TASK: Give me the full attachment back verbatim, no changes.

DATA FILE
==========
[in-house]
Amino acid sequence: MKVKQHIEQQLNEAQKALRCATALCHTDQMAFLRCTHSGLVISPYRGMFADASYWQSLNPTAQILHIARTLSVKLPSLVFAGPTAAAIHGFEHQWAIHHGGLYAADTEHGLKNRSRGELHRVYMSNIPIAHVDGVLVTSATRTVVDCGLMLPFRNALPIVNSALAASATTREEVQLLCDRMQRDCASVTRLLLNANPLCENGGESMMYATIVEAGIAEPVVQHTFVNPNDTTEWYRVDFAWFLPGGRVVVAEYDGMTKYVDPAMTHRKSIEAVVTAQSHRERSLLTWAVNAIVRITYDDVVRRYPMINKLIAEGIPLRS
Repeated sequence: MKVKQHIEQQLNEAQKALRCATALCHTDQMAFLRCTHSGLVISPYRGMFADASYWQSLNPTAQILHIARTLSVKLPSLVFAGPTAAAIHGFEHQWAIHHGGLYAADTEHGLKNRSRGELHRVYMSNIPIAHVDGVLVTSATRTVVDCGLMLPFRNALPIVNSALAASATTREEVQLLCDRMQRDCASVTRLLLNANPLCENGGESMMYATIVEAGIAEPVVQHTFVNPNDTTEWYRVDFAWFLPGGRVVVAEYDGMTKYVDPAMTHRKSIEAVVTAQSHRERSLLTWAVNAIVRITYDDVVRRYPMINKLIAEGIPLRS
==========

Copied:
[in-house]
Amino acid sequence: MKVKQHIEQQLNEAQKALRCATALCHTDQMAFLRCTHSGLVISPYRGMFADASYWQSLNPTAQILHIARTLSVKLPSLVFAGPTAAAIHGFEHQWAIHHGGLYAADTEHGLKNRSRGELHRVYMSNIPIAHVDGVLVTSATRTVVDCGLMLPFRNALPIVNSALAASATTREEVQLLCDRMQRDCASVTRLLLNANPLCENGGESMMYATIVEAGIAEPVVQHTFVNPNDTTEWYRVDFAWFLPGGRVVVAEYDGMTKYVDPAMTHRKSIEAVVTAQSHRERSLLTWAVNAIVRITYDDVVRRYPMINKLIAEGIPLRS
Repeated sequence: MKVKQHIEQQLNEAQKALRCATALCHTDQMAFLRCTHSGLVISPYRGMFADASYWQSLNPTAQILHIARTLSVKLPSLVFAGPTAAAIHGFEHQWAIHHGGLYAADTEHGLKNRSRGELHRVYMSNIPIAHVDGVLVTSATRTVVDCGLMLPFRNALPIVNSALAASATTREEVQLLCDRMQRDCASVTRLLLNANPLCENGGESMMYATIVEAGIAEPVVQHTFVNPNDTTEWYRVDFAWFLPGGRVVVAEYDGMTKYVDPAMTHRKSIEAVVTAQSHRERSLLTWAVNAIVRITYDDVVRRYPMINKLIAEGIPLRS